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In the Netherlands, social innovation was first used as a concept in the context of workplace innovation and labour productivity. Only recently both on the ground and on a policy making level, the Netherlands is catching up with the European understanding of social innovation - that is referring to new ideas, products and services addressing urgent and complex social questions such as ageing populations, immigration and youth unemployment. The Dutch government is recognising the value of social innovation on a national policy level in the ‘Top Sectors’, a Dutch policy to support cooperation and business between industries, science and government.


Social innovation is time and context specific. That means it can mean different things in different context. What might not seem innovative in one country, may be ground breaking in another. The political and cultural background is important to understand. There are also a wide variety of organisations involved in this field, each have different perspectives. So, the purpose of this page is to demonstrate a variety of views on what social innovation means to different kinds of organisations in the Netherlands.

The voices from the Netherlands:

In 2011, Kimon Moerbeek from Kennisland (Knowledgeland), provided a summary on social innovation in the country at this particular time, exploring the various initiatives and organisations active in the field within certain areas including:

Health: "...when it comes to health services, inspiring examples of social innovation exist. An organization such as Buurtzorg Nederland introduced a concept of care professionals working in independent networked teams. This has been an answer to the dominance of management bureaucracy and the lack of patient (and professional) focus."

Sustainability: "Sustainability is in the Netherlands probably one of the most popular themes that can be related to social innovation. Several NGOs, government programs and businesses focus on innovation in this particular field. A variety of sub-themes exist, from energy to lifestyle. However, it is sometimes hard to separate real ambitious innovation from very standard subsidy programs (government) or superficial marketing strategies (businesses). "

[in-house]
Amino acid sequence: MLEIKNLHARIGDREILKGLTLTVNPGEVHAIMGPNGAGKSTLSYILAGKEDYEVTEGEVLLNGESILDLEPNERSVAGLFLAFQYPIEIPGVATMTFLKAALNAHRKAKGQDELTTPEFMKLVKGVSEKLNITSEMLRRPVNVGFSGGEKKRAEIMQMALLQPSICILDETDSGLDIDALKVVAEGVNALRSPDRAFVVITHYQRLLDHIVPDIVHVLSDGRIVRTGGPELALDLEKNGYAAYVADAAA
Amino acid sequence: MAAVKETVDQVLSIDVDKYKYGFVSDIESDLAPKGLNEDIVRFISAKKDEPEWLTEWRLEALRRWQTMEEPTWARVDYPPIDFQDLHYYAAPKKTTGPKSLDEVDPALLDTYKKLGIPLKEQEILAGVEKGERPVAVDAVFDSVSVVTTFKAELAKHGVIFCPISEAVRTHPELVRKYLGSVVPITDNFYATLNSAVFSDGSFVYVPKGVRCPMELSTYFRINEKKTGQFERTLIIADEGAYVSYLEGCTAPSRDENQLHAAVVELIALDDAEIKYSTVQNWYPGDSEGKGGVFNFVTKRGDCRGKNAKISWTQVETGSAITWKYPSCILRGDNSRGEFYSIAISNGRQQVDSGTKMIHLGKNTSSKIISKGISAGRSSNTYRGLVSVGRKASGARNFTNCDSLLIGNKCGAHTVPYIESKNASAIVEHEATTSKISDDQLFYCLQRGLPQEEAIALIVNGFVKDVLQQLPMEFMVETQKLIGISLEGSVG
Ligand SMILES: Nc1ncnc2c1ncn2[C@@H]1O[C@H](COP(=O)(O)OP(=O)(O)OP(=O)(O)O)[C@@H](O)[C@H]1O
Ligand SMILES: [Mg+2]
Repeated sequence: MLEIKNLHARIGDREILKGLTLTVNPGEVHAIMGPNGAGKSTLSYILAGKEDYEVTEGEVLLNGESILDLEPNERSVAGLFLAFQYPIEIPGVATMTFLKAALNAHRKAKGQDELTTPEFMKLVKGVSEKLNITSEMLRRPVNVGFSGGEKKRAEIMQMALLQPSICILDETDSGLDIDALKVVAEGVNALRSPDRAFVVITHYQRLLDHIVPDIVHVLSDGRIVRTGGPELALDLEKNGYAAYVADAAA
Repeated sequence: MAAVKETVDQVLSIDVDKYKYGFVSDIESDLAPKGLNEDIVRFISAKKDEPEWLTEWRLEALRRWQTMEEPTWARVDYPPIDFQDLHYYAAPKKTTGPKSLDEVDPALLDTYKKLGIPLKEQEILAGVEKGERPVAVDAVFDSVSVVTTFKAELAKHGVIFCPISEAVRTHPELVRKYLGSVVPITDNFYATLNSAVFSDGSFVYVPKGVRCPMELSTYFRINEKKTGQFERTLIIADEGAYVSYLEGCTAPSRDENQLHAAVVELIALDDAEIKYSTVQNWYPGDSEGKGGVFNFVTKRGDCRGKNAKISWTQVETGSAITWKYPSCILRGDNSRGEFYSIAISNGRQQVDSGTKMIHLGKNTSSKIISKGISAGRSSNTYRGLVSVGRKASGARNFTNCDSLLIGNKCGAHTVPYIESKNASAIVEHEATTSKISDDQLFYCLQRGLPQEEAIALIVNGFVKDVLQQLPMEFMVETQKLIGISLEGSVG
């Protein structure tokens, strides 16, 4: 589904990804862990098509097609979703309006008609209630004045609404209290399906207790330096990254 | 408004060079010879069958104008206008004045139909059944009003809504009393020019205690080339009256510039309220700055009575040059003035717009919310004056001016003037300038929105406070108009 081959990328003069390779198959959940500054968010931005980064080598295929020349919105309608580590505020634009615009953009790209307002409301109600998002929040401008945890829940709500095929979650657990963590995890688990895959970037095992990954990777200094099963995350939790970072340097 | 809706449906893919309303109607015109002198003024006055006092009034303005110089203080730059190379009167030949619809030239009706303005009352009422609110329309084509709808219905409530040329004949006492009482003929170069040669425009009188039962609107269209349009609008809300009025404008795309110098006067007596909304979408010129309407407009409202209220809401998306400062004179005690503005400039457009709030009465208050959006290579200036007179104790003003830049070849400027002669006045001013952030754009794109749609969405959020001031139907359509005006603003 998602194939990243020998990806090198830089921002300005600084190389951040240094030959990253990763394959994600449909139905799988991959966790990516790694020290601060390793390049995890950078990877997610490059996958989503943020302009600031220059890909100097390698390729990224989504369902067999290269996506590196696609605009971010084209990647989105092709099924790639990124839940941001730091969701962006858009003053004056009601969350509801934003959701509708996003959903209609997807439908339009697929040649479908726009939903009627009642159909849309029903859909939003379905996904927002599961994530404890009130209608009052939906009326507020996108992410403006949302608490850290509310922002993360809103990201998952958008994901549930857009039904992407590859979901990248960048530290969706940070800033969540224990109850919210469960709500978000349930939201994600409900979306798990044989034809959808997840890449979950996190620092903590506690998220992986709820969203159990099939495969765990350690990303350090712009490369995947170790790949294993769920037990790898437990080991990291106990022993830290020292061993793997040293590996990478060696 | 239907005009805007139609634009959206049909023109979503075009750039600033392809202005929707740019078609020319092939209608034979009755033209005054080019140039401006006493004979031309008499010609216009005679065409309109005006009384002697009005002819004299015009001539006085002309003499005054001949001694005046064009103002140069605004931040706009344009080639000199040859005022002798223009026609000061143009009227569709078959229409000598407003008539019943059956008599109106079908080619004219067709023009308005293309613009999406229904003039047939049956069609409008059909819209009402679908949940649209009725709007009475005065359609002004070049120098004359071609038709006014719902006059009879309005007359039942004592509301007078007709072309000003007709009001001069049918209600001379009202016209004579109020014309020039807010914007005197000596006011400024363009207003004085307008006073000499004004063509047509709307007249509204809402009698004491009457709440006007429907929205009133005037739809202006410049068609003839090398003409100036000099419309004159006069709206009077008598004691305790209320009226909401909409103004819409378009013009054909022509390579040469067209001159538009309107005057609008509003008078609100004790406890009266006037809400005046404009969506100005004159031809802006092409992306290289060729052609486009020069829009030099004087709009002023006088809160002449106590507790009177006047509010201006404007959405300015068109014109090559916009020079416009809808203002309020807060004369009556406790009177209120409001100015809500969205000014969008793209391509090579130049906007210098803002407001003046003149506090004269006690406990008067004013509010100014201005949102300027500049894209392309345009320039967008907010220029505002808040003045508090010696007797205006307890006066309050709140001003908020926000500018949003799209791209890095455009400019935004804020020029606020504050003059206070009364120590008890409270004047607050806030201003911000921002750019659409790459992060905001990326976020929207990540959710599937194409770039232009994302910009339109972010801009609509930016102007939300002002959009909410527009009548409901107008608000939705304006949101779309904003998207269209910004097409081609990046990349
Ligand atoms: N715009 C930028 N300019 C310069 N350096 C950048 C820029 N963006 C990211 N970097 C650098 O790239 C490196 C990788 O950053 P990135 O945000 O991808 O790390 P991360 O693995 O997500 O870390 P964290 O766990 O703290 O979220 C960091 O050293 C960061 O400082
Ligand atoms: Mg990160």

Education: "The discussions on changes in the educational field in the Netherlands are historically heated and dynamic. The Ministry of Education, Culture and Science recently initiated a large-scale national innovation program that supports bottom-up innovation. The program could be interpreted as a reaction to earlier criticism that changes in the field have been organized top-down for years. Efforts to innovate come from several movements and individual organizations in the field as well. Innovative culture and solutions in schools differ nonetheless a lot from school to school.

Read the full contribution here.

In 2016, Marlieke Kieboom from Kennisland (Knowledgeland), provided an update to the country profile, outlining some of the challenges faced in the field:

"In 2014 the Dutch Advisory Council for Science, Technology and Innovation (AWTI) published the report ‘The Power of Social Innovation’ that argues for more recognition of value in both technological and non-technological aspects of social innovation in the Top Sectors. AWTI notices a bias towards technological innovation that results in too little attention for non-technological innovation. Their appeal to the Dutch government is to focus on more awareness, networking, organizing learning experiences and building knowledge in the Dutch Top Sectors.

But where are the citizens? Kennisland, a leading think tank on social innovation in the Netherlands wonders if it’s enough to narrow social innovation down by investing in Top Sectors that generate ‘solutions’. Kennisland argues to broaden and deep the current scope of both the Dutch government and social innovators themselves. Could social innovators look beyond this trend for new (technological) solutions and become more intentionally political? And could the government invest in new citizen-state relations beyond the industries and sciences? Kennisland thinks that new solutions often fail to develop further than the level of small-scale experiments as they often encounter resistance within established institutions and organisations. They therefore also fail to eventually deliver value to a broad range of citizens, and might sometimes be even perpetuating social inequalities."

The profile also offers examples of some inspiring social innovation initiatives in the Netherlands:

Read the full contribution for more on ambitions, challenges and practices.